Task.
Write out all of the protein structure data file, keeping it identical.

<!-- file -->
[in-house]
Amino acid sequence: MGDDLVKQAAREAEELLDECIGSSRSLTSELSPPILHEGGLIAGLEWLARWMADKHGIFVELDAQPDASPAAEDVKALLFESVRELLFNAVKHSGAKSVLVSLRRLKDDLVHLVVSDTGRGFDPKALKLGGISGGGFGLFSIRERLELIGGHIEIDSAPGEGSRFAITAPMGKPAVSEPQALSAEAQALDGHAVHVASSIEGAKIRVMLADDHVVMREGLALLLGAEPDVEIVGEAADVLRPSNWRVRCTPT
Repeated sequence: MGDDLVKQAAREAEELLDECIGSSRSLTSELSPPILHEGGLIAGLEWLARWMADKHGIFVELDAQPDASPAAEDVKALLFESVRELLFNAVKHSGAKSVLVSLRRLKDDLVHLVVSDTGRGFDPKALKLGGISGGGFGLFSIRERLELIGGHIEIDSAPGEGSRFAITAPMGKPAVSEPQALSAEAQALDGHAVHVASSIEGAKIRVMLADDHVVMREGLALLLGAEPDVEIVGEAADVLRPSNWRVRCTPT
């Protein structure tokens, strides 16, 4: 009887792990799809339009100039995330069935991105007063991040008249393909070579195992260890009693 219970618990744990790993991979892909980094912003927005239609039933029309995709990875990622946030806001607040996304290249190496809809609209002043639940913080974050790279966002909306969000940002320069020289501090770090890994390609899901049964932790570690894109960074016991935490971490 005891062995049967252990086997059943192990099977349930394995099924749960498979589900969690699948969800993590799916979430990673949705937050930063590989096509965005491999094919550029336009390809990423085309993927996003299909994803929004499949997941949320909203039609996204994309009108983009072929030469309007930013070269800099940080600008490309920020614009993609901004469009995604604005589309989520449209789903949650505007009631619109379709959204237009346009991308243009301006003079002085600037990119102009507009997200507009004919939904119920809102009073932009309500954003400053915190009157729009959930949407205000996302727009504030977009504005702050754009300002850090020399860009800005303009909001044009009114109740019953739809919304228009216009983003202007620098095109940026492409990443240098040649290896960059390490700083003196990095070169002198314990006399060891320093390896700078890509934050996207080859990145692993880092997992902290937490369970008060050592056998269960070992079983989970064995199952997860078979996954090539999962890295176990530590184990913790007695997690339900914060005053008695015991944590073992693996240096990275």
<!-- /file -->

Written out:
[in-house]
Amino acid sequence: MGDDLVKQAAREAEELLDECIGSSRSLTSELSPPILHEGGLIAGLEWLARWMADKHGIFVELDAQPDASPAAEDVKALLFESVRELLFNAVKHSGAKSVLVSLRRLKDDLVHLVVSDTGRGFDPKALKLGGISGGGFGLFSIRERLELIGGHIEIDSAPGEGSRFAITAPMGKPAVSEPQALSAEAQALDGHAVHVASSIEGAKIRVMLADDHVVMREGLALLLGAEPDVEIVGEAADVLRPSNWRVRCTPT
Repeated sequence: MGDDLVKQAAREAEELLDECIGSSRSLTSELSPPILHEGGLIAGLEWLARWMADKHGIFVELDAQPDASPAAEDVKALLFESVRELLFNAVKHSGAKSVLVSLRRLKDDLVHLVVSDTGRGFDPKALKLGGISGGGFGLFSIRERLELIGGHIEIDSAPGEGSRFAITAPMGKPAVSEPQALSAEAQALDGHAVHVASSIEGAKIRVMLADDHVVMREGLALLLGAEPDVEIVGEAADVLRPSNWRVRCTPT
């Protein structure tokens, strides 16, 4: 009887792990799809339009100039995330069935991105007063991040008249393909070579195992260890009693 219970618990744990790993991979892909980094912003927005239609039933029309995709990875990622946030806001607040996304290249190496809809609209002043639940913080974050790279966002909306969000940002320069020289501090770090890994390609899901049964932790570690894109960074016991935490971490 005891062995049967252990086997059943192990099977349930394995099924749960498979589900969690699948969800993590799916979430990673949705937050930063590989096509965005491999094919550029336009390809990423085309993927996003299909994803929004499949997941949320909203039609996204994309009108983009072929030469309007930013070269800099940080600008490309920020614009993609901004469009995604604005589309989520449209789903949650505007009631619109379709959204237009346009991308243009301006003079002085600037990119102009507009997200507009004919939904119920809102009073932009309500954003400053915190009157729009959930949407205000996302727009504030977009504005702050754009300002850090020399860009800005303009909001044009009114109740019953739809919304228009216009983003202007620098095109940026492409990443240098040649290896960059390490700083003196990095070169002198314990006399060891320093390896700078890509934050996207080859990145692993880092997992902290937490369970008060050592056998269960070992079983989970064995199952997860078979996954090539999962890295176990530590184990913790007695997690339900914060005053008695015991944590073992693996240096990275």